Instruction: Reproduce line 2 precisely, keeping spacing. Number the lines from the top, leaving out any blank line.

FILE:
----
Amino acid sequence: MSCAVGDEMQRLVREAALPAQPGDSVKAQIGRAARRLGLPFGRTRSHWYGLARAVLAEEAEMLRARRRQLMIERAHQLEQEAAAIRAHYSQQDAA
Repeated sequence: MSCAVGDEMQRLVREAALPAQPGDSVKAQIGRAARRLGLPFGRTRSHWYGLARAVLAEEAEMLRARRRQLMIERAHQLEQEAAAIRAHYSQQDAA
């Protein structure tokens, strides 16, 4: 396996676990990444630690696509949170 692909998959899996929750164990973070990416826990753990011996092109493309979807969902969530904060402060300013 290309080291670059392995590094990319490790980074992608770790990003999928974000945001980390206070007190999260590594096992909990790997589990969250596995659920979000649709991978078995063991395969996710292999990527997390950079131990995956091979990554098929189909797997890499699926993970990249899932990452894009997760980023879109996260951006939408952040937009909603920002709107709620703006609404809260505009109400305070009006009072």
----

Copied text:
Repeated sequence: MSCAVGDEMQRLVREAALPAQPGDSVKAQIGRAARRLGLPFGRTRSHWYGLARAVLAEEAEMLRARRRQLMIERAHQLEQEAAAIRAHYSQQDAA